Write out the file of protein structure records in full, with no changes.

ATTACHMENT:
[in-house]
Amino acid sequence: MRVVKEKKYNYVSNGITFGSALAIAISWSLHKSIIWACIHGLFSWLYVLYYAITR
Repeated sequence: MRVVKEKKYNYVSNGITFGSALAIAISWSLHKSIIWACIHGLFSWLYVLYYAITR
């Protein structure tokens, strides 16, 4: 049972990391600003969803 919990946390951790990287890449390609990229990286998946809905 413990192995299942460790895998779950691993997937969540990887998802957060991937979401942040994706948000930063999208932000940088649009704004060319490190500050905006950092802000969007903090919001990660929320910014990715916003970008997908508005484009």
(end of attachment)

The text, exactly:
[in-house]
Amino acid sequence: MRVVKEKKYNYVSNGITFGSALAIAISWSLHKSIIWACIHGLFSWLYVLYYAITR
Repeated sequence: MRVVKEKKYNYVSNGITFGSALAIAISWSLHKSIIWACIHGLFSWLYVLYYAITR
């Protein structure tokens, strides 16, 4: 049972990391600003969803 919990946390951790990287890449390609990229990286998946809905 413990192995299942460790895998779950691993997937969540990887998802957060991937979401942040994706948000930063999208932000940088649009704004060319490190500050905006950092802000969007903090919001990660929320910014990715916003970008997908508005484009």